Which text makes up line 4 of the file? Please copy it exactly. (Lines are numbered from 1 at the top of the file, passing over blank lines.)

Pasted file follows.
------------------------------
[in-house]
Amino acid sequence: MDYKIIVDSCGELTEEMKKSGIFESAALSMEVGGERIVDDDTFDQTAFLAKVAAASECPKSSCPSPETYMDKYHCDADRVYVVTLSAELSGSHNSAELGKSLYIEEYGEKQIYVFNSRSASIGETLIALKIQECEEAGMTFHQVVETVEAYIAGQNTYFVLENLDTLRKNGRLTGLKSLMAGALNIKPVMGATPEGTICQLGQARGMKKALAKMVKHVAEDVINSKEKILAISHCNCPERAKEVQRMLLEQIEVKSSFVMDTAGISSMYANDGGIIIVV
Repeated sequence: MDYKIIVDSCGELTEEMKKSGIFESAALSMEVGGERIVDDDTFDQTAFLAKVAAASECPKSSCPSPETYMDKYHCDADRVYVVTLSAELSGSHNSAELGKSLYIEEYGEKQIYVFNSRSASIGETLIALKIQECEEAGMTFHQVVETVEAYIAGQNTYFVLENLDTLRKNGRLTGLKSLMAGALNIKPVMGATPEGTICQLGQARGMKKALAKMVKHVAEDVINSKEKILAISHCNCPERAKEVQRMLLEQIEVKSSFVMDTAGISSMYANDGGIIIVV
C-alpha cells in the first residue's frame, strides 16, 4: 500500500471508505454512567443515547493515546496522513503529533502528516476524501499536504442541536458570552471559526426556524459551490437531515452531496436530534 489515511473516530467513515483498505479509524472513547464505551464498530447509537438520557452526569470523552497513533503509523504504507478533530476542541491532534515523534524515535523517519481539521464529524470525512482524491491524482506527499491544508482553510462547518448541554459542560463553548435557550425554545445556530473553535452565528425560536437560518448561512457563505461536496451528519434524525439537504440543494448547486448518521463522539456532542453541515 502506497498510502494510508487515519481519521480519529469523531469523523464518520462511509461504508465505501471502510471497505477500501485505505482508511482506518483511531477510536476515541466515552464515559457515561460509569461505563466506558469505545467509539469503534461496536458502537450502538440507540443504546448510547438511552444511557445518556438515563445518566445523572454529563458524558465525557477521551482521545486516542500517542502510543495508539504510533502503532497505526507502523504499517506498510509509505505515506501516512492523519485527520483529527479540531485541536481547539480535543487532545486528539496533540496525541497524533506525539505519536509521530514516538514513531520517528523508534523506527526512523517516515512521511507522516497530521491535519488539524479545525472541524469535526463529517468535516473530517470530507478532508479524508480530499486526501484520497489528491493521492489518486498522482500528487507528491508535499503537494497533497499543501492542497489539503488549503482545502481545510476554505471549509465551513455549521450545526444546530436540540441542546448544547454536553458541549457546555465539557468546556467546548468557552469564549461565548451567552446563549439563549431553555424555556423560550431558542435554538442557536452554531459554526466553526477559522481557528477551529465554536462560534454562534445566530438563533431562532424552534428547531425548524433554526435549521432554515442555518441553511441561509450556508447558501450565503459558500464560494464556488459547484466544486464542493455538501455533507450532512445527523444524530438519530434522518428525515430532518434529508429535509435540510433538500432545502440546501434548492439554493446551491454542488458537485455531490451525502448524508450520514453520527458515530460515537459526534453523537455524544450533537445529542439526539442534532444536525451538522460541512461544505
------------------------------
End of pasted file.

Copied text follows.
C-alpha cells in the first residue's frame, strides 16, 4: 500500500471508505454512567443515547493515546496522513503529533502528516476524501499536504442541536458570552471559526426556524459551490437531515452531496436530534 489515511473516530467513515483498505479509524472513547464505551464498530447509537438520557452526569470523552497513533503509523504504507478533530476542541491532534515523534524515535523517519481539521464529524470525512482524491491524482506527499491544508482553510462547518448541554459542560463553548435557550425554545445556530473553535452565528425560536437560518448561512457563505461536496451528519434524525439537504440543494448547486448518521463522539456532542453541515 502506497498510502494510508487515519481519521480519529469523531469523523464518520462511509461504508465505501471502510471497505477500501485505505482508511482506518483511531477510536476515541466515552464515559457515561460509569461505563466506558469505545467509539469503534461496536458502537450502538440507540443504546448510547438511552444511557445518556438515563445518566445523572454529563458524558465525557477521551482521545486516542500517542502510543495508539504510533502503532497505526507502523504499517506498510509509505505515506501516512492523519485527520483529527479540531485541536481547539480535543487532545486528539496533540496525541497524533506525539505519536509521530514516538514513531520517528523508534523506527526512523517516515512521511507522516497530521491535519488539524479545525472541524469535526463529517468535516473530517470530507478532508479524508480530499486526501484520497489528491493521492489518486498522482500528487507528491508535499503537494497533497499543501492542497489539503488549503482545502481545510476554505471549509465551513455549521450545526444546530436540540441542546448544547454536553458541549457546555465539557468546556467546548468557552469564549461565548451567552446563549439563549431553555424555556423560550431558542435554538442557536452554531459554526466553526477559522481557528477551529465554536462560534454562534445566530438563533431562532424552534428547531425548524433554526435549521432554515442555518441553511441561509450556508447558501450565503459558500464560494464556488459547484466544486464542493455538501455533507450532512445527523444524530438519530434522518428525515430532518434529508429535509435540510433538500432545502440546501434548492439554493446551491454542488458537485455531490451525502448524508450520514453520527458515530460515537459526534453523537455524544450533537445529542439526539442534532444536525451538522460541512461544505